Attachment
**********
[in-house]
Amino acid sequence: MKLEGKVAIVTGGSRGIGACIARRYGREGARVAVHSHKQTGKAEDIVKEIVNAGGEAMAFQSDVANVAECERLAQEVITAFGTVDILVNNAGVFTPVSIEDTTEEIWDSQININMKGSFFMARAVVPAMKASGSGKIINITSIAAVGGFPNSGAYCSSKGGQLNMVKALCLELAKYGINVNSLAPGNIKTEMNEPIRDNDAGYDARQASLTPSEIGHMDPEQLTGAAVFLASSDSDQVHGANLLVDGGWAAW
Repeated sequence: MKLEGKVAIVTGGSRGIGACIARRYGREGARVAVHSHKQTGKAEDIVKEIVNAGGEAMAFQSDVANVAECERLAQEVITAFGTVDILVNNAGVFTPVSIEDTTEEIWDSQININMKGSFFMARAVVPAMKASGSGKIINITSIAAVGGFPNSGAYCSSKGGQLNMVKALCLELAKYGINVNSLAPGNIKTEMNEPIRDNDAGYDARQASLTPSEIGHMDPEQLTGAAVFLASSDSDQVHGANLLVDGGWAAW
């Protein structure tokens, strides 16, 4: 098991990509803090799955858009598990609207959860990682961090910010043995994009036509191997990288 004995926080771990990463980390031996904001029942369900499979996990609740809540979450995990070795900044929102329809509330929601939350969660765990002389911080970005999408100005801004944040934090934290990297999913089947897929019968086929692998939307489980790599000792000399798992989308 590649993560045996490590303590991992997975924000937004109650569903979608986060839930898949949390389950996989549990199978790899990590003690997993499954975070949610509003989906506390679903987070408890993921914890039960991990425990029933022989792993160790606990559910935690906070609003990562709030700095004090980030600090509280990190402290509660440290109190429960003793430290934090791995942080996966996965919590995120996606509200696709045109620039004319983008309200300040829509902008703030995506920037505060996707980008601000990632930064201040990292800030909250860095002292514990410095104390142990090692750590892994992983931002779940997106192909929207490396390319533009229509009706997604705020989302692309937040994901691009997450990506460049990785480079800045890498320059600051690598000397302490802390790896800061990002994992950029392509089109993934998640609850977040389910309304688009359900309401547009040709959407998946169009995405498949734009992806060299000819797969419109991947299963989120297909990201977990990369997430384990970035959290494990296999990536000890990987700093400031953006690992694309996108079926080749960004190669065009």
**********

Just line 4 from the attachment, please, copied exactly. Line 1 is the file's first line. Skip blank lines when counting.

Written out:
């Protein structure tokens, strides 16, 4: 098991990509803090799955858009598990609207959860990682961090910010043995994009036509191997990288 004995926080771990990463980390031996904001029942369900499979996990609740809540979450995990070795900044929102329809509330929601939350969660765990002389911080970005999408100005801004944040934090934290990297999913089947897929019968086929692998939307489980790599000792000399798992989308 590649993560045996490590303590991992997975924000937004109650569903979608986060839930898949949390389950996989549990199978790899990590003690997993499954975070949610509003989906506390679903987070408890993921914890039960991990425990029933022989792993160790606990559910935690906070609003990562709030700095004090980030600090509280990190402290509660440290109190429960003793430290934090791995942080996966996965919590995120996606509200696709045109620039004319983008309200300040829509902008703030995506920037505060996707980008601000990632930064201040990292800030909250860095002292514990410095104390142990090692750590892994992983931002779940997106192909929207490396390319533009229509009706997604705020989302692309937040994901691009997450990506460049990785480079800045890498320059600051690598000397302490802390790896800061990002994992950029392509089109993934998640609850977040389910309304688009359900309401547009040709959407998946169009995405498949734009992806060299000819797969419109991947299963989120297909990201977990990369997430384990970035959290494990296999990536000890990987700093400031953006690992694309996108079926080749960004190669065009």